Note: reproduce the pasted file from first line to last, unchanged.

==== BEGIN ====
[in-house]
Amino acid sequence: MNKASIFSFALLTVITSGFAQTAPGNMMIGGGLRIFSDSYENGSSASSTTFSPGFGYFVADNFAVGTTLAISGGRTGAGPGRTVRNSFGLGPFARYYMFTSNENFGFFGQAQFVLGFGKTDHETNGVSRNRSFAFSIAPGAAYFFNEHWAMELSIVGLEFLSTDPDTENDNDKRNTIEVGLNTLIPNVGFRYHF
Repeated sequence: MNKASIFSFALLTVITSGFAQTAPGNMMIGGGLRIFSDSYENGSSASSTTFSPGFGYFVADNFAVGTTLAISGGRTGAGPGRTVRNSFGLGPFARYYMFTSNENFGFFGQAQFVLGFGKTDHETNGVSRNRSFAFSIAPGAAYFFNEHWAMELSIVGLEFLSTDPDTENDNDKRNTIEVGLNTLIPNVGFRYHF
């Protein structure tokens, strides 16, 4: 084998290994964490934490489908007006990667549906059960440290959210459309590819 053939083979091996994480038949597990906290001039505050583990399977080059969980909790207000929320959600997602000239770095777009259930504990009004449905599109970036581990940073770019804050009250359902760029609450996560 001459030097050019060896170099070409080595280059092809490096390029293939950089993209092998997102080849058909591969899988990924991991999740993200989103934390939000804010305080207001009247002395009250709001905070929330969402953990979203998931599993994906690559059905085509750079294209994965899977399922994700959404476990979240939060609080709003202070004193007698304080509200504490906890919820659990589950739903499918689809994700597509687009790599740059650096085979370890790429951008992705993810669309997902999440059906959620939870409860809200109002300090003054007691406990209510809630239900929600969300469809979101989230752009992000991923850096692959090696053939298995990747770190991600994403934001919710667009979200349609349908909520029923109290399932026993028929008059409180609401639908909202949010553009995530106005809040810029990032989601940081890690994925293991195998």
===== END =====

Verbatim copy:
[in-house]
Amino acid sequence: MNKASIFSFALLTVITSGFAQTAPGNMMIGGGLRIFSDSYENGSSASSTTFSPGFGYFVADNFAVGTTLAISGGRTGAGPGRTVRNSFGLGPFARYYMFTSNENFGFFGQAQFVLGFGKTDHETNGVSRNRSFAFSIAPGAAYFFNEHWAMELSIVGLEFLSTDPDTENDNDKRNTIEVGLNTLIPNVGFRYHF
Repeated sequence: MNKASIFSFALLTVITSGFAQTAPGNMMIGGGLRIFSDSYENGSSASSTTFSPGFGYFVADNFAVGTTLAISGGRTGAGPGRTVRNSFGLGPFARYYMFTSNENFGFFGQAQFVLGFGKTDHETNGVSRNRSFAFSIAPGAAYFFNEHWAMELSIVGLEFLSTDPDTENDNDKRNTIEVGLNTLIPNVGFRYHF
């Protein structure tokens, strides 16, 4: 084998290994964490934490489908007006990667549906059960440290959210459309590819 053939083979091996994480038949597990906290001039505050583990399977080059969980909790207000929320959600997602000239770095777009259930504990009004449905599109970036581990940073770019804050009250359902760029609450996560 001459030097050019060896170099070409080595280059092809490096390029293939950089993209092998997102080849058909591969899988990924991991999740993200989103934390939000804010305080207001009247002395009250709001905070929330969402953990979203998931599993994906690559059905085509750079294209994965899977399922994700959404476990979240939060609080709003202070004193007698304080509200504490906890919820659990589950739903499918689809994700597509687009790599740059650096085979370890790429951008992705993810669309997902999440059906959620939870409860809200109002300090003054007691406990209510809630239900929600969300469809979101989230752009992000991923850096692959090696053939298995990747770190991600994403934001919710667009979200349609349908909520029923109290399932026993028929008059409180609401639908909202949010553009995530106005809040810029990032989601940081890690994925293991195998």